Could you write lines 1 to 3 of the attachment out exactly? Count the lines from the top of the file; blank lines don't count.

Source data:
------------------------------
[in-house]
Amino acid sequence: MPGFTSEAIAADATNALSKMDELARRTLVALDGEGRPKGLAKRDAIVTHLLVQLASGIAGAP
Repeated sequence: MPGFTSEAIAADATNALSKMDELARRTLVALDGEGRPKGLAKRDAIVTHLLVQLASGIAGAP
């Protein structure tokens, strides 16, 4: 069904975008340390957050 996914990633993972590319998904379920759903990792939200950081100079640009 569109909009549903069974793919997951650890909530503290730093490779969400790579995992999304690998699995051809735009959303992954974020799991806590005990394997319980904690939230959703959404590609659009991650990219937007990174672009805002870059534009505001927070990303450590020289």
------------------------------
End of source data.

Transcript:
[in-house]
Amino acid sequence: MPGFTSEAIAADATNALSKMDELARRTLVALDGEGRPKGLAKRDAIVTHLLVQLASGIAGAP
Repeated sequence: MPGFTSEAIAADATNALSKMDELARRTLVALDGEGRPKGLAKRDAIVTHLLVQLASGIAGAP